Virtual Mentor. January 2009, Volume 11, Number 1: 61-71.
Medicine and Society
The “Army of Lost Souls”
The VA works with federal, state, and community agencies to ameliorate the homeless veteran problem and some of its causes.
David A. Iverson, MD, Marilyn Cornell, MS, MSW, and Paul Smits, MSW
Our Duty to Homeless Veterans
David A. Iverson, MD
My pager went off at one o'clock in the morning. I called the number—a group home—and the manager declared urgently, but simply, “They shot Jack. Can you come?” By the time I arrived, the coroner had left with the body. Jack was a homeless veteran with serious mental illness and alcoholism. On this cold night, he had been drunk, and, when told that he'd have to leave the shelter, he had no intention of complying. After Jack brandished a knife the manager judiciously backed away. Thinking the dispute was settled, Jack climbed into one of the beds, not knowing that 9-1-1 had been dialed. When a police officer entered Jack's room, Jack charged him, knife in hand. The officer didn't hesitate; he fired six bullets into Jack's chest, killing him.
Learning Objective Understand the scope of the homeless veteran problem, some of its causes, and how the VA works with federal, state, and community agencies to ameliorate it.
Miraculously, only a few of the other residents were awakened. One was Jack's roommate, also a homeless veteran, who, pressed into the corner of the room, watched the bullets fly by. Still shaking, he said, “There was no way Jack was going out into that cold. Not again. Not tonight. He went out like a soldier.”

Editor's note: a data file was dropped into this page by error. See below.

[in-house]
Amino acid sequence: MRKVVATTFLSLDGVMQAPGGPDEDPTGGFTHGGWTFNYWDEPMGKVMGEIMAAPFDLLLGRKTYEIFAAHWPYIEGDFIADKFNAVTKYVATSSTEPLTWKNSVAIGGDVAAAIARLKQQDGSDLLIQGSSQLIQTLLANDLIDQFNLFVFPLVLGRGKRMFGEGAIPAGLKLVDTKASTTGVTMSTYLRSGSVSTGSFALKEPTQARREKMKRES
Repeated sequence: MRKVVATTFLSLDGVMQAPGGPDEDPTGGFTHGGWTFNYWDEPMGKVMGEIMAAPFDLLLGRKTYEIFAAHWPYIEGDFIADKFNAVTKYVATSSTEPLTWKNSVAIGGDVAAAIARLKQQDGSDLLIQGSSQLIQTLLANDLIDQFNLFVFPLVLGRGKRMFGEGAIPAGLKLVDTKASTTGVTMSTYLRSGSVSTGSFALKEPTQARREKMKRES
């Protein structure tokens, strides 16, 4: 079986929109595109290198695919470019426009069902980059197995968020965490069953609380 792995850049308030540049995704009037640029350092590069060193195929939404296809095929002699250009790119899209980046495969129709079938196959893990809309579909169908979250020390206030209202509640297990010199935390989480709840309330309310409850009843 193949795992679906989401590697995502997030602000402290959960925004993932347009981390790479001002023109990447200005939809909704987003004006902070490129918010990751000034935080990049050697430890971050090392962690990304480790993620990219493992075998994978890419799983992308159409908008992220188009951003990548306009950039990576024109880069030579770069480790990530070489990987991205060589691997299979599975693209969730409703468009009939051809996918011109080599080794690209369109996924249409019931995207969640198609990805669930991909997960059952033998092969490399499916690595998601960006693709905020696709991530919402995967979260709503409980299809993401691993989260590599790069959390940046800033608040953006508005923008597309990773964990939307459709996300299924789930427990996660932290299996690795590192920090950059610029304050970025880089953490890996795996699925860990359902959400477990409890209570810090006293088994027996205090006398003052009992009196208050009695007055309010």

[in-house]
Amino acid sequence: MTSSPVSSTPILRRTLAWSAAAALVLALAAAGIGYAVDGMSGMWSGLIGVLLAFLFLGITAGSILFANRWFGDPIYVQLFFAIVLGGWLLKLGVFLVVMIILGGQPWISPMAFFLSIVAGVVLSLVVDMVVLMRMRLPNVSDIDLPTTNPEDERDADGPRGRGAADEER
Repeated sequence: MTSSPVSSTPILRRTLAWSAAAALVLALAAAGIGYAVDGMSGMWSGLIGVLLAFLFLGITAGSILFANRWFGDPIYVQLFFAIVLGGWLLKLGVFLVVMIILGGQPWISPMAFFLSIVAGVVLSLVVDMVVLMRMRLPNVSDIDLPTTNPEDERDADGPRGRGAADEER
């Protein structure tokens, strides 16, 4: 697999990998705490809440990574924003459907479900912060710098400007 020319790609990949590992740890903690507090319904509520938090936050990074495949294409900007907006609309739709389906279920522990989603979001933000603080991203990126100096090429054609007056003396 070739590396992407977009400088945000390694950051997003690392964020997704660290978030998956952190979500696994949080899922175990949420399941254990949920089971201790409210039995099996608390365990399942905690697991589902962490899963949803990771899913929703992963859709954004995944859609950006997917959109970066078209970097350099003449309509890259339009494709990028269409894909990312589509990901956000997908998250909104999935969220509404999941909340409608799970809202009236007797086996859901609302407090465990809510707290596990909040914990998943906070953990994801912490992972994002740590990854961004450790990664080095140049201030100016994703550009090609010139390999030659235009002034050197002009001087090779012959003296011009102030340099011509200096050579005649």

We had a decision to make before morning: call a hazmat team to clean up the blood (this would cost thousands), or clean it up ourselves. Having worked with Jack for years, it seemed important that we do it, perhaps as a way of honoring him. At 4 a.m., with bleach in hand, I opened the window, turned Jack's bedside radio on low, and in the cool, quiet morning cleaned up his blood and gathered his few personal belongings for his family.
The work I did with Jack did not occur within the Veterans Administration (VA) but at a local homeless clinic. Tragedies like this one, despite the challenge of enduring them, bind us to our homeless patients and their plight, which continuously recommits us to the work. Not coincidentally, I work for the VA now, and do so with pride.
The public is turning its attention to homeless veterans, partly in response to the Iraq War. Our country makes a promise to those who serve in our Armed Services—a promise derived from the words of Abraham Lincoln's second inaugural address, “To care for him who shall have borne the battle, and for his widow, and his orphan.” Soldiers are the only group of citizens in our society to whom we promise health care for a lifetime. While we simultaneously fight two wars, the public is justified in wanting to know why a vet with serious mental illness must seek shelter in a group home or why a homeless man on a street corner holds a sign reading, “Homeless Vet—Please Help.”